- The Washington Times - Monday, November 18, 2002

Gov.-elect Robert L. Ehrlich Jr. said he will keep his campaign promise to lift Maryland's death penalty moratorium as soon as he takes office in January.
The move would clear the way for as many as seven executions in Mr. Ehrlich's first year in office.
Gov. Parris N. Glendening, a Democrat, ordered the moratorium in May, pending a University of Maryland study into possible racial bias in dispensing the state's death penalty. Results of the study are due in December. Their September release was postponed to avoid having them politicize the Nov. 5 elections.
Mr. Ehrlich, a Republican, said he would review each death-sentence case instead of halting all of them. When making the announcement Friday, he did not indicate how the study might influence his review of Maryland's 13 pending executions.
Death-penalty opponents are planning to lobby Mr. Ehrlich heavily to postpone lifting the moratorium until the legislative session ends in April.
Maryland and Illinois halted executions because of doubts about the fairness of the penalty. Mr. Glendening said he was troubled by charges that blacks who killed white victims are disproportionately sentenced to death.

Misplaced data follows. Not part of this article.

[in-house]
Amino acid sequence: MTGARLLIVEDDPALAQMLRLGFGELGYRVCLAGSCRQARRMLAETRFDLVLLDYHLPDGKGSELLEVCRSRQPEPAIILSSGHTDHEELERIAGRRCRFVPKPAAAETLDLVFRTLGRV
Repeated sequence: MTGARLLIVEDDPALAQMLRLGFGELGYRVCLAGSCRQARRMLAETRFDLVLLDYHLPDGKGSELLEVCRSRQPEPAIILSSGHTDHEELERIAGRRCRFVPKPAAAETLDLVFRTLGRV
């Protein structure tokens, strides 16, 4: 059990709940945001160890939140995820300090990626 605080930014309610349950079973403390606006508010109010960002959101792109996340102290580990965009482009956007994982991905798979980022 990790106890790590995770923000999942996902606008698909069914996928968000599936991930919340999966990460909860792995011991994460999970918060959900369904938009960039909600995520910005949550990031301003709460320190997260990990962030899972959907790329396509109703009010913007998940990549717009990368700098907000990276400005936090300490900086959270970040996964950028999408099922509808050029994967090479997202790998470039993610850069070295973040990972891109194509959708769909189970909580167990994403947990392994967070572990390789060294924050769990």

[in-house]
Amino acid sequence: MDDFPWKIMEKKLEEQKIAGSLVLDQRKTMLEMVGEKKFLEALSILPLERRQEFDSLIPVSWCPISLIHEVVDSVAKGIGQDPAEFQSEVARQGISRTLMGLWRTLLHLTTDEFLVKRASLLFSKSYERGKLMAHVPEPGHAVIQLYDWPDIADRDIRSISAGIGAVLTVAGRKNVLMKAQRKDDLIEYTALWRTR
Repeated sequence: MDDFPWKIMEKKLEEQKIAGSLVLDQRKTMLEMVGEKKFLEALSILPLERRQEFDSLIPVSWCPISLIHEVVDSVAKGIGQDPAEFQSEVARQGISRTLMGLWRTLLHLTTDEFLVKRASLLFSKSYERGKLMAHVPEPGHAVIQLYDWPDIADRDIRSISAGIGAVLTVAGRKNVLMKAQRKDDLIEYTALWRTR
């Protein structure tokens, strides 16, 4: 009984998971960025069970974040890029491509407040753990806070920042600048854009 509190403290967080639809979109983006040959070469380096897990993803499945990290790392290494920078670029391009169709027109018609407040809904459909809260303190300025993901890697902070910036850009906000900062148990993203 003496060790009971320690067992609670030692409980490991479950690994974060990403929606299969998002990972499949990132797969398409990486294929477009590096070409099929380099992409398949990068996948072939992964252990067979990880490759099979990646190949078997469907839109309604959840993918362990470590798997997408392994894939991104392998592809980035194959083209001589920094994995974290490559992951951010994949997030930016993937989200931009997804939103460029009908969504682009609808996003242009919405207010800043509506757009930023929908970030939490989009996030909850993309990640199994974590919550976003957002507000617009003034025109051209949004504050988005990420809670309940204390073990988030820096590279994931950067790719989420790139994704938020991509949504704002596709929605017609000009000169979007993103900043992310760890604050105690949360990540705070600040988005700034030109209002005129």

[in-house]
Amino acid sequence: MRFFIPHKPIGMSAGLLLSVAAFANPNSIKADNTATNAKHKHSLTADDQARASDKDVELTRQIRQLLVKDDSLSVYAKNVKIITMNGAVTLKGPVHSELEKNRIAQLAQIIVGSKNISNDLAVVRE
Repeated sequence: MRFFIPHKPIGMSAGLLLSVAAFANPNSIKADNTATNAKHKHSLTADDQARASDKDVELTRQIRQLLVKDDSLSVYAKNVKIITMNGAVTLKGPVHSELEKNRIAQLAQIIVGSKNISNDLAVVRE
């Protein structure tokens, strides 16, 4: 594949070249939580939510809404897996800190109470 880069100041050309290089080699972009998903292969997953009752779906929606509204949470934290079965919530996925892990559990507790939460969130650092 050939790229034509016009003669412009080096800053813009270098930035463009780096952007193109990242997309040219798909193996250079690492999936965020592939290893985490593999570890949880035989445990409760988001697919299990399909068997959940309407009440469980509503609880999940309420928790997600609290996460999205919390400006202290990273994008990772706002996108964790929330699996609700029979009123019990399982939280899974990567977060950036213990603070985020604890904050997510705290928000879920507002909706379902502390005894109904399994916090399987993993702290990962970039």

Though most murder victims in the state are black, all 13 men on Maryland's death row were convicted of killing white people.
Nationwide, 82 percent of executed inmates were convicted of killing white people, though more than 50 percent of murder victims are black. About a year ago, 43 percent of the nation's death-row convicts were black. Maryland had the highest percentage of black, death-row inmates, with more than 70 percent.
Death-penalty critics also argue that capital punishment is disproportionately imposed on poor people because they receive inadequate legal representation from court-appointed lawyers.
Despite postponing releasing the results from the university study, the death penalty became a campaign issue with the capture of two suspects in the Washington area serial sniper attacks: John Allen Muhammad, 41, and John Lee Malvo, 17.
Mr. Ehrlich and his Democratic opponent in the gubernatorial race, Lt. Gov. Kathleen Kennedy Townsend, supported the death penalty for Mr. Muhammad if convicted. Mr. Ehrlich expressed stronger support for the death penalty in general, saying he would back legislation to make 17-year-olds eligible for capital punishment in Maryland.
Six of the 10 fatal sniper shootings were in Maryland. But the suspects are expected to be tried first in Virginia, the site of three shooting deaths, because the commonwealth is considered more likely to impose the death penalty.


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